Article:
Time to take stock and make changes
I went for an evening run to the Harome footbridge and back along the river at my home in North Yorkshire in the UK. I usually run in the morning, so instead of delighting in the early morning wildlife, I found myself in wonder at our farming community, literally making hay whilst the sun shone after a week of rain and wind.
I came across no less than four combines as well as grain trailers, bailers, flatbeds and ploughs — and of course, the farmers and their helpers, all working flat out to get in the grain that will become our bread over the coming months.
The countryside has been building up to this all year, which makes it uniquely special. Farmers are juggling so much now. They have to reconcile the weather, the ripeness and dryness of the grain, and the equipment and machinery (which is often contracted out and in high demand).
For most of the year, the countryside moves along at a slow and steady pace. Even spring can creep up on you almost unnoticed until the arrival from Africa of the swallows, swifts and martins in April.
However, the change at this time of year, as summer slips into the mists and mellow fruitfulness of autumn is dramatic. In just a few weeks the countryside transforms from the golden yellow of ripe corn to the dark brown of ploughed and planted fields.
You see change as well in the light, which becomes less glaring, more gentle and takes on a liminal quality as the elevation of the sun slips towards the horizon. This metamorphosis always takes place in mid-August and is noticeable because the change is far more pronounced than the corresponding unfolding of the light in the spring.
And as you look skywards, you notice the swifts are more conspicuous in the evenings as they prepare to migrate south. They gather above the rooftops before embarking on their unbelievable six thousand foot high vesper flights.
According to author Helen Macdonald, scientists think they do this to get away from the noise and dust at the surface of the earth, which helps them to recalibrate their navigation systems. At these heights, above the convective boundary layer, there is less disruption to the starlight, magnetic fields and wind and air conditions that swifts use to navigate back to Africa. Here, in the high, cold, clear air, they can re-orient themselves with the earth — and with each other.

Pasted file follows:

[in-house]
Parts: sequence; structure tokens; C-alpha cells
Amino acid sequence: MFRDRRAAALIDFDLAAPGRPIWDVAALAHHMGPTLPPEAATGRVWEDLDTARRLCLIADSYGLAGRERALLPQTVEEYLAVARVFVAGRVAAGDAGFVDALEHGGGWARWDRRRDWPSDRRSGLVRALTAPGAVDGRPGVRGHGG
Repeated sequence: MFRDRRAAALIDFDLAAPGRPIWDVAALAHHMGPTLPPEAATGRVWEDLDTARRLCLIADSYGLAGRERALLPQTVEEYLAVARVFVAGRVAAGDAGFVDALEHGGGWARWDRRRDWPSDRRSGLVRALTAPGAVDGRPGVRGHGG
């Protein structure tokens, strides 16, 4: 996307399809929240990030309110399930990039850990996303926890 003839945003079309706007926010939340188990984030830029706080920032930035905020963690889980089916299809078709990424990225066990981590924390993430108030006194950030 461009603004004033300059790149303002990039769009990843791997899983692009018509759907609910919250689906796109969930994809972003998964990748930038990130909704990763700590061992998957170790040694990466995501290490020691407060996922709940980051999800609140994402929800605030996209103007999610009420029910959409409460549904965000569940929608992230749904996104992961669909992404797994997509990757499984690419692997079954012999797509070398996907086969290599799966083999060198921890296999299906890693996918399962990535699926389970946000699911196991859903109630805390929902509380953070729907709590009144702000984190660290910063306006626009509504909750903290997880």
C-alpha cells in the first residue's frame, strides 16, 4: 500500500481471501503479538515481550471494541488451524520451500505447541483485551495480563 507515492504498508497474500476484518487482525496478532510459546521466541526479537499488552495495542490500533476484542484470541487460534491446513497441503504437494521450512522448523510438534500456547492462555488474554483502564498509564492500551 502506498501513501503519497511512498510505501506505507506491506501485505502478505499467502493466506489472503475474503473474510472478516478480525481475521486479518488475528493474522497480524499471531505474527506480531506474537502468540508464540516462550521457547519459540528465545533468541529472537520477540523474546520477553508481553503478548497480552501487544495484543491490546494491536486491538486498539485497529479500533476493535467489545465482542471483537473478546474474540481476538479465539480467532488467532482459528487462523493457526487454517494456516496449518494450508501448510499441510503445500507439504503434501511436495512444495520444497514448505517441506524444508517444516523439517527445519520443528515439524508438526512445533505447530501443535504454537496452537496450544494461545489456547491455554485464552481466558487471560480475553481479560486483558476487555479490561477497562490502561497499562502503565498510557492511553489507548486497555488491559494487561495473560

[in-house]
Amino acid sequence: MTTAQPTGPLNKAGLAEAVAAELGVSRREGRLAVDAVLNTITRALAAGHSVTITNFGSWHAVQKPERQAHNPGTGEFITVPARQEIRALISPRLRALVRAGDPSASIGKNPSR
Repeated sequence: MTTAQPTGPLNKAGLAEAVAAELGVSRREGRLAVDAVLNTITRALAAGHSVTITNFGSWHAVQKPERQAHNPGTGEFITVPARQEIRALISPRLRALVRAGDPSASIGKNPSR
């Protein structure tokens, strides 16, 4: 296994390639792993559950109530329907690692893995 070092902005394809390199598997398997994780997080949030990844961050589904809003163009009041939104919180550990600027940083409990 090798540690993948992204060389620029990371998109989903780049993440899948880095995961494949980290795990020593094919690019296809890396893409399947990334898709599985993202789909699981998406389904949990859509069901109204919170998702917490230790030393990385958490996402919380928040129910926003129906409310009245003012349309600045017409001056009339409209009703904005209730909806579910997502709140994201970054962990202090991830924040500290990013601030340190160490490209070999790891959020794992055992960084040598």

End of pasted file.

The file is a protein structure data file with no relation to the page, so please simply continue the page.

And then the birds are gone, and their absence is far more noticeable than their gradual and quiet appearance in the spring, adding to the drama of this change in the seasons.
And there is another significant change as well. Not only is it back to school; it is the start of the new academic year. New pupils are just starting, and everyone else has moved up a year. For children and parents, it is an anxious time involving new schools and colleges, new subjects, new teachers. And even those of us no longer in the academic arena feel the impact. One day the streets are full of families on holiday and the next day, rather like the swallows and swifts, they have disappeared back into their classrooms.
So it is hardly surprising that this period of dramatic change is, in my book, the keystone of the year. I encourage clients to use September or October as their annual review months. There are more changes and renewals at this time of year than at any other time. Conversely, in December and January, when much of the world celebrates New Year, the Northern hemisphere remains cold, lifeless and unchanging.
Conversely, Judaism celebrates Rosh Hashanah — New Year — in mid-September, this powerful time of review and renewal. Rosh Hashanah means The Head of the Year. And whilst the word ‘head’ can mean the start of the year, it also has a deeper meaning here not dissimilar to that of our corporeal, thinking, heads. Judaism understands that the choices they make at this time of change have a significant impact on their year to come.
And so back to the swifts and their ‘vesper flights’. In her essay of the same name, Helen Macdonald tells how swifts can teach us about making the right decisions in the face of oncoming disruptive weather or times of change. To find out about the essential things that will affect their lives, they fly high to survey the wider scene and communicate with each other about the larger forces impinging on their realm.
Like the swifts, this is a time of year to rise above the dust and mist of change that obscures our higher vision and take a top-down overview of our lives, always remembering that change, while often cyclical, is inevitable and demands that we make choices.
Photo: Tracey Phillips Ryedale Photography ©
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